Many Questions As a New Headwriter Comes to The Young and the Restless

By Marlena De Lacroix a.k.a. Connie Passalacqua Hayman

Christian LeBlanc, too good to waste

The Young and the Restless is getting a new headwriter. He is veteran Chuck Pratt, who wrote for Santa Barbara, General Hospital, and All My Children, amassing an uneven record with enough successes to give Y&R fans hope for improvement of their show. Anything is likely to be better than what has been happening on Y&R.  To put it mildly, the show hasn’t been very entertaining lately because so many storylines have left viewers scratching their heads. I count four ill-conceived tangles in the plot department that desperately need to be fixed.

Whose idea was it to stage a gigantic weeks-long catfight between Phyllis (Gina Tognoni) and Kelly (Cady McClain) over Jack (Peter Bergman)?   As you know, Kelly was living with Jack when Phyllis came out of her year-long hospital stay in a coma in France, came back to Genoa City and  promptly reclaimed her man.  Since then Phyllis has done all sorts of crazy things to torture and trick Kelly, including slapping her and luring her into a hotel room ambush while Jack, that wimp, stood passively by. It’s just a garden variety clichéd exercise in two women clawing at each other over a man – a storyline is so sexist it’s offensive to any thinking woman.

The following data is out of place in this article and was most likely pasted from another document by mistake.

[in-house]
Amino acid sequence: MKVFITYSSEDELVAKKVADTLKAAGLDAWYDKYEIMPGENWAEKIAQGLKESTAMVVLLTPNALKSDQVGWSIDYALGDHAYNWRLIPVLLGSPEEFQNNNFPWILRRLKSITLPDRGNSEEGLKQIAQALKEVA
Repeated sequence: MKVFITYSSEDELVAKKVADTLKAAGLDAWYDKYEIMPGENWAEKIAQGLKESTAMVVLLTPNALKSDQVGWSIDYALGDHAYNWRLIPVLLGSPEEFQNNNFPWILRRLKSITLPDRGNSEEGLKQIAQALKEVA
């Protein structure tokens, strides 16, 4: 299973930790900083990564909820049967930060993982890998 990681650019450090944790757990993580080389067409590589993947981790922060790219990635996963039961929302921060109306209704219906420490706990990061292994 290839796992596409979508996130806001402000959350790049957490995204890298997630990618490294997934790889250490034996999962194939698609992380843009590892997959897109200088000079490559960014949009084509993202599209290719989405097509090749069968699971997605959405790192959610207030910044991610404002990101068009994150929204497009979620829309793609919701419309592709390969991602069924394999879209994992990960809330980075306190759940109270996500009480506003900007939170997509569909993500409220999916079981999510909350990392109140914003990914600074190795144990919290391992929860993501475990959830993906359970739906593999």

Then there’s the yucky storyline in which Devon (Bryton James) is romancing his blind father Neil’s wife Hilary (Mishael Morgan), and has had sex more than once with her. All the while, Devon is  telling his father stories of a made-up girlfriend.  Neil (Kristoff St. John) was blinded by electrocution while renovating the house he bought to surprise Hilary. But Devon and Hilary’s deception may be undone: lately, Neal is seeing beams of light and is beginning to doubt his son’s accounts of the pretend squeeze. Whose twisted idea was this, anyway? This storyline can only end badly, perhaps in tragedy.

Then there’s Michael, who got a diagnosis of prostate cancer and withheld the knowledge of it for weeks from his wife Lauren, confiding only in his brother Kevin.  What kind of man does this?  Christian LeBlanc plays this sensitive soul masterfully and is wasted on this kind of folly. Michael is very much in love with and close to Lauren (Tracy Bregman). But having him keep this secret from her is jarringly out of character.   I guess you have to give Y&R points for doing a prostate cancer storyline (which I can’t recall ever being done on daytime before).  But how will this storyline end?  Will Michael die because the cancer has spread because of his failure to take action?  Yikes!  Many times Emmy nominated Leblanc is too valuable to Y&R to lose him.